Box with seven two-coloured woodcuts in red and black (five) and yellow and black (two) on BFK-Rives handmade paper
Dimensions: 86 x 76 cm each
Signature, inscriptions, markings: each signed and dated at lower right, numbered at lower left, one sheet titled additionally at the printing plate
Copy Number: 5/10
Printer: Peter Schleiss, Basel
Publisher: Maximilian Verlag, Munich
Donation: Karl Manfred Fischer
Accession Number: 1003438.1–7
Günther Förg's oeuvre encompasses a broad spectrum of painterly formulations on various image carriers. In his print works, Förg experiments with various techniques and materials. Without great effort, he can work serially, penetrate the depths of a problem, and yet remain on the surface, which alone is expressive, due to the speed of the process.1
The Canto series probably originated in the painting Canto from 1989, which was followed by a series of other paintings with the same title. It is possible that Förg is recalling here the American poet Ezra Pound, who used quotations from the culture and history of Italy to epically express ideas and sentiments of his time in his major work - the Cantos (Songs). In 1945, the poet, who lived in Italy, was arrested and imprisoned in inhumane conditions in a cage specially made for death row inmates because of his relations with Mussolini. He escaped the death penalty only because he was declared insane. It was precisely during this time that a large part of his Cantos was created.2 Förg was particularly interested in this series of prints for their composition and overall effect in space.
The motif of the first woodcut is compositionally almost identical to the Canto picture of 1989, with vertical yellow stripes and the yellow lettering CANTO on a black background. With the knowledge of Pound's imprisonment, the viewer can understand this woodcut as a symbol for the poet in the iron cage.
In the further representations the black background remains. In each case, the artist combines simple geometric constructions with various elements that allow figurative or representational associations. In the second woodcut, the lines are identifiable as the upper half of a slanted cube. The visible edges resemble a table. In the center is a shape that can be interpreted as a filled flower vase. The motif of the advanced table and the flower vase is repeated in two other sheets, but there it is juxtaposed with a grid formed by a few strokes. In another woodcut, an abstract head can be associated with the central form, surrounded by various signs similar to note heads and irregular, interwoven strokes. Perhaps references to a person's thought processes that elude control and foreign influence, suggesting a moment of freedom.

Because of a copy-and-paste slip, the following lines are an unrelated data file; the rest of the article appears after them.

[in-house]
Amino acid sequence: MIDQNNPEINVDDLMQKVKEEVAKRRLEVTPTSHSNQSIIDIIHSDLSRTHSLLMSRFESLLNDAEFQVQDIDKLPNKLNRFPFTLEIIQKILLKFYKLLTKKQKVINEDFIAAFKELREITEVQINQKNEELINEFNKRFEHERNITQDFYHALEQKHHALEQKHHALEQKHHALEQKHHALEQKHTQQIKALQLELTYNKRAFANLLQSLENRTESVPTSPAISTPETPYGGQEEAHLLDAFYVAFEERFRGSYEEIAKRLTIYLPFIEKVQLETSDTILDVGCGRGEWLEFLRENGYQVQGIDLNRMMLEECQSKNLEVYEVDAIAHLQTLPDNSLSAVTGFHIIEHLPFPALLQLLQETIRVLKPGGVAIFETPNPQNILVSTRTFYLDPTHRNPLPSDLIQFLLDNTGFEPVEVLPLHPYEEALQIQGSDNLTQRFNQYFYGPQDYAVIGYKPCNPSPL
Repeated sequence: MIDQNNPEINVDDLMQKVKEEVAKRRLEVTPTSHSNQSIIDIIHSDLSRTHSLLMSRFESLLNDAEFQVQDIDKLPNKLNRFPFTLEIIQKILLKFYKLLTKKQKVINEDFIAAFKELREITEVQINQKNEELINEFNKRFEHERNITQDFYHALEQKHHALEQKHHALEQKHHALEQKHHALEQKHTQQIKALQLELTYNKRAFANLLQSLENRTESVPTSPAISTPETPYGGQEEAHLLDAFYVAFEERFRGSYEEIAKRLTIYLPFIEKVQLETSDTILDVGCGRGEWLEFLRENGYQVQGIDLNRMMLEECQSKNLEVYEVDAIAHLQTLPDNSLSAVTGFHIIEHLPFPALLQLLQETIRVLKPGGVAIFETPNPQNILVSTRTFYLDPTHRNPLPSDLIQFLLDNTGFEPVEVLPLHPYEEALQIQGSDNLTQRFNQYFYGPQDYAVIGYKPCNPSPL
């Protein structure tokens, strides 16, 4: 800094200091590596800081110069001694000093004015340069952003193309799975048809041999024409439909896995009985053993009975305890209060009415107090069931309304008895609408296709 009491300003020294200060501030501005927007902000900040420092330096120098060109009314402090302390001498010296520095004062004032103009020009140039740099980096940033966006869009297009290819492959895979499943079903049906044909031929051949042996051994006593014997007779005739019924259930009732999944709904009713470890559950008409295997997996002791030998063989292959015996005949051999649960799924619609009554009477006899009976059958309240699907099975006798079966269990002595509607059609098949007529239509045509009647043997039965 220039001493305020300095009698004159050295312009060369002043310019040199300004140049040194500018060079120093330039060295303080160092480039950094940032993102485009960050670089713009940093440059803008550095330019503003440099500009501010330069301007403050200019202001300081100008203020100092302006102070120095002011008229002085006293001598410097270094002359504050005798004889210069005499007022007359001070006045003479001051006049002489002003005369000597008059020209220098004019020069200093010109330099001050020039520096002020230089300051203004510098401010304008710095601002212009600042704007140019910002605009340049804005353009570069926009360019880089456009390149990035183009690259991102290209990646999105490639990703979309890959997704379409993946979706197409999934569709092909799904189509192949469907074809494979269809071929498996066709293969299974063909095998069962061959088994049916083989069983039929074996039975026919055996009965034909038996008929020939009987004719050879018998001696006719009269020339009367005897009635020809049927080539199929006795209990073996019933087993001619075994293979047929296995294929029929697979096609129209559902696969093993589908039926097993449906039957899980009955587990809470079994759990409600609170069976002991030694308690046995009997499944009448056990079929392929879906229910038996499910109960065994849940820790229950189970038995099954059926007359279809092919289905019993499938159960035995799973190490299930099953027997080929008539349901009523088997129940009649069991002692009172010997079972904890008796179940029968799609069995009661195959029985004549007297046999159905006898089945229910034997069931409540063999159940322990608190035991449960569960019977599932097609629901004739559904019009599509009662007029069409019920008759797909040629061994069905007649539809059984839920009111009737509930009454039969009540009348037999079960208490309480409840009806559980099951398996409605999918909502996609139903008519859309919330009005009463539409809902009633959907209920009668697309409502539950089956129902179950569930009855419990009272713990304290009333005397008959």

As an artistic strategy, Förg's free use of quotations can be compared to the perspective of a flâneur. He is not a constructor who reinvents everything in the sense of modernism. Rather, he gains his reflections from small observations and borrowings. In his work, despite an apparently abstract formal language, there are expressive moments with which he helps the abstract image to a new meaning. Förg takes up formal impulses of modernism, selects elements of abstraction as if from a historical construction kit, in order to give them a new task in the search for a dialogical reference, for example to literature.3
1 Max Wechsler, Günther Förg. Die Kunst des Tiefgangs an der Oberfläche, in: Kritisches Lexikon der Gegenwartskunst, ed. by Lothar Romain and Detlef Bluemler, Munich 1995, pp. 3-5.
2 Frederik Hetmann, Ezra Pound, Reinbek bei Hamburg 1992.
3 Cf. Siegfried Gohr, Wie Bilder sprechen. Zur Malerei von Günther Förg, in: Kat. der Ausst. Günther Förg. Make it new, Städtische Kunsthalle Recklinghausen, Bielefeld 2004.